Although smartphones have seen explosive growth within developed markets, smartphones as a whole only represent about 25% of all mobile phones worldwide. With the prospect of $100 unsubsidized smartphones on the horizon, the industry is nearing its next growth phase, which will be largely driven by increasing rates of adoption within emerging markets. The Times of India is reporting that Samsung has partnered up with Indian mobile carrier Reliance Industries to bring a $100 4G-powered smartphone to the Indian market later this year. Not only are the implications of $100 smartphone tremendous for the world, the race to the bottom among device makers has officially begun.
Over the years, the price gap between the feature phone and the smartphone has become increasingly narrowed, and we’re nearing the point where the feature phone loses almost all of its credibility. Nokia Corporation (ADR) (NOK) (NYSE:NOK) , which has one foot stuck in the feature phone past, is about to face increased pressure from the prospect of a $100 smartphone. Last quarter, feature phones proved to be more profitable for Nokia on a gross margin basis than its smartphone business. During the period, feature phone shipments declined by 15% year over year, forcing the company to adopt an aggressive pricing approach within its smartphone business. Until now, it appeared that Nokia was muscling the smartphone competition on price relative to features with its Lumia 620 Google Inc (NASDAQ:GOOG) Android-killer. Now that Samsung has thrown a rather large wrench into the mix, Nokia Corporation (ADR) (NYSE:NOK)’s growth efforts may be met with stronger resistance.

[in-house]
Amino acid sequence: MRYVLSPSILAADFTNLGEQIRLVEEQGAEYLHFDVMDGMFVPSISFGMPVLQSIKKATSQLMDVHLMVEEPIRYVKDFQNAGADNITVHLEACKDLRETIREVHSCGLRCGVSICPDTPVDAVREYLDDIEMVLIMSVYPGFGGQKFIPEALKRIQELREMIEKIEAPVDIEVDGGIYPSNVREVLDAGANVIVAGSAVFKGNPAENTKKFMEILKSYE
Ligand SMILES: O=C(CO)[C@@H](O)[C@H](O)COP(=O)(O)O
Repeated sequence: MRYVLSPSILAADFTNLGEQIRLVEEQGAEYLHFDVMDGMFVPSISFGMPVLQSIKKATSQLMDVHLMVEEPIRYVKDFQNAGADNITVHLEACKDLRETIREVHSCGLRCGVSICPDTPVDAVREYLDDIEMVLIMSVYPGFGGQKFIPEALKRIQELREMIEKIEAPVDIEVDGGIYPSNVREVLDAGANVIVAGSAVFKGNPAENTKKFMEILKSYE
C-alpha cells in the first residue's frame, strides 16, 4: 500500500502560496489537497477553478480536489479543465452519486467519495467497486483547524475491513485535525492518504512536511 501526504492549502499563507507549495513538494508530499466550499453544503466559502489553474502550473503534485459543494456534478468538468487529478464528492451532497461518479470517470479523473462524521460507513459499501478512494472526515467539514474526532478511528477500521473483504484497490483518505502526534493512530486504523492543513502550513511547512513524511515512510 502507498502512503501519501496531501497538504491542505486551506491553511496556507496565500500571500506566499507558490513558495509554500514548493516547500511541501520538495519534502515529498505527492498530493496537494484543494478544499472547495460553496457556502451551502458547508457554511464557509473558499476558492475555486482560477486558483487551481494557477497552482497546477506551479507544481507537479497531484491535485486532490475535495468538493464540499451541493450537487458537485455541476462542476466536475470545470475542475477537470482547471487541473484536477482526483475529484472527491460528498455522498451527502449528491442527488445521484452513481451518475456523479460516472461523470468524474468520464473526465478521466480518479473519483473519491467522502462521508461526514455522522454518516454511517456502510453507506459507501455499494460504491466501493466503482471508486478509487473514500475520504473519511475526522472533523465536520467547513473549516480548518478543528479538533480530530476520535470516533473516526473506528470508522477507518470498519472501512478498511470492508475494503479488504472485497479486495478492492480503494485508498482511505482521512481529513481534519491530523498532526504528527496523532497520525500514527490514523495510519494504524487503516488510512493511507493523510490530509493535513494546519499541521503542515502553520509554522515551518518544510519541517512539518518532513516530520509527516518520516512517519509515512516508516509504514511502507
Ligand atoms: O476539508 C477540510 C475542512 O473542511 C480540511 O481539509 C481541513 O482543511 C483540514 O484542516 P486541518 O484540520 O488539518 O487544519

As smartphone manufacturers continue to battle it out by offering more technology for a better price, the clear victor to this battle is the ecosystem. At this time, it’s unclear if Samsung will be using Google Inc (NASDAQ:GOOG) Android for its $100 smartphone or its homegrown Tizen ecosystem, and for the time being, it doesn’t necessarily matter. In the grand scheme of things, the ecosystem that gets adopted the most over the long term will win, since it’s the ecosystem that has the opportunity to capitalize on recurring revenues over the life of the device. Not to mention, it’s little, if any skin off an ecosystem’s back if smartphone OEMs battle it out in a race-to-the-bottom showdown. Considering Android’s 70.1% global market share at the end of 2012, it’s clear that Android’s OEM-driven model has given Google Inc (NASDAQ:GOOG) Search and its app store a tremendous business opportunity.